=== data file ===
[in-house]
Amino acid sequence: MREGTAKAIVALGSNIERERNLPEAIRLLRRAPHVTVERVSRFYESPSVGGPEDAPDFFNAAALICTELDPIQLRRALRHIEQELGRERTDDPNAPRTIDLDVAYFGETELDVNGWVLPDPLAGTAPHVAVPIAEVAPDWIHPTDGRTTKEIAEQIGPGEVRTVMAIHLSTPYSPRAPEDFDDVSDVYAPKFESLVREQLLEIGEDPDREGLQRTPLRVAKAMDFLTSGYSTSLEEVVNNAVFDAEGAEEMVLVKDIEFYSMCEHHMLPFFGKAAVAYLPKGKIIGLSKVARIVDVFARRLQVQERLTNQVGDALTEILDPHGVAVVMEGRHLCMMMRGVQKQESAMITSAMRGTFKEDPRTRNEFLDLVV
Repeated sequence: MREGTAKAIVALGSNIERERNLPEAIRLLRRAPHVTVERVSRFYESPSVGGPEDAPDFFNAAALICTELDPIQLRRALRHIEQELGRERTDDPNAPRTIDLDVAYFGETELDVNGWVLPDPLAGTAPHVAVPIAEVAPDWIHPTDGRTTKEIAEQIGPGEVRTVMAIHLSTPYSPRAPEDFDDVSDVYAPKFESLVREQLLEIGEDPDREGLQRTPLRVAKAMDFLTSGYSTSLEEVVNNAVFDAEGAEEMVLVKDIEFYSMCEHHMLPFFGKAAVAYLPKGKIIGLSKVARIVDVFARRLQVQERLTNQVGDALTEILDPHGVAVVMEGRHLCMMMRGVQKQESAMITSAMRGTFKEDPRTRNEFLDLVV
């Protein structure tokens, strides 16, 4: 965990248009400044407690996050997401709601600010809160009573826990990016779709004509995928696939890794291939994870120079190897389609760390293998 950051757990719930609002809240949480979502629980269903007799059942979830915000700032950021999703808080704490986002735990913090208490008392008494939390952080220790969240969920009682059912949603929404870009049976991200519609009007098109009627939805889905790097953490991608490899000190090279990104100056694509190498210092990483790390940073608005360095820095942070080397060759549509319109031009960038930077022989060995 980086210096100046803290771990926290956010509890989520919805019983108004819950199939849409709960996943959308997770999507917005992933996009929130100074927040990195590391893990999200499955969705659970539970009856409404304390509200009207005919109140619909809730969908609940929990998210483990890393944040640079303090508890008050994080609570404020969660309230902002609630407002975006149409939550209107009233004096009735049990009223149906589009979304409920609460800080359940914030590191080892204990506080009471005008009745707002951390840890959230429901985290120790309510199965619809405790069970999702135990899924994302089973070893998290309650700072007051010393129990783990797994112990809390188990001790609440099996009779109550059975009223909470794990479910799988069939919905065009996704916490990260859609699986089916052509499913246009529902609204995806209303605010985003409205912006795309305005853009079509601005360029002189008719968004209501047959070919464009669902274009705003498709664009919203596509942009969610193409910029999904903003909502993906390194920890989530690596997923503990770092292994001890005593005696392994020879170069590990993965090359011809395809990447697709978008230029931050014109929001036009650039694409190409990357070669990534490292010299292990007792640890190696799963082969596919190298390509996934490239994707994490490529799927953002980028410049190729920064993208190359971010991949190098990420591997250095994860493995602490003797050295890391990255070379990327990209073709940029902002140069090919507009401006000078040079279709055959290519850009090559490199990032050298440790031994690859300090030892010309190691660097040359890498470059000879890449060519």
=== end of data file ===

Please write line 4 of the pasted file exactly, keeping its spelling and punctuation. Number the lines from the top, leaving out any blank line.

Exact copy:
């Protein structure tokens, strides 16, 4: 965990248009400044407690996050997401709601600010809160009573826990990016779709004509995928696939890794291939994870120079190897389609760390293998 950051757990719930609002809240949480979502629980269903007799059942979830915000700032950021999703808080704490986002735990913090208490008392008494939390952080220790969240969920009682059912949603929404870009049976991200519609009007098109009627939805889905790097953490991608490899000190090279990104100056694509190498210092990483790390940073608005360095820095942070080397060759549509319109031009960038930077022989060995 980086210096100046803290771990926290956010509890989520919805019983108004819950199939849409709960996943959308997770999507917005992933996009929130100074927040990195590391893990999200499955969705659970539970009856409404304390509200009207005919109140619909809730969908609940929990998210483990890393944040640079303090508890008050994080609570404020969660309230902002609630407002975006149409939550209107009233004096009735049990009223149906589009979304409920609460800080359940914030590191080892204990506080009471005008009745707002951390840890959230429901985290120790309510199965619809405790069970999702135990899924994302089973070893998290309650700072007051010393129990783990797994112990809390188990001790609440099996009779109550059975009223909470794990479910799988069939919905065009996704916490990260859609699986089916052509499913246009529902609204995806209303605010985003409205912006795309305005853009079509601005360029002189008719968004209501047959070919464009669902274009705003498709664009919203596509942009969610193409910029999904903003909502993906390194920890989530690596997923503990770092292994001890005593005696392994020879170069590990993965090359011809395809990447697709978008230029931050014109929001036009650039694409190409990357070669990534490292010299292990007792640890190696799963082969596919190298390509996934490239994707994490490529799927953002980028410049190729920064993208190359971010991949190098990420591997250095994860493995602490003797050295890391990255070379990327990209073709940029902002140069090919507009401006000078040079279709055959290519850009090559490199990032050298440790031994690859300090030892010309190691660097040359890498470059000879890449060519």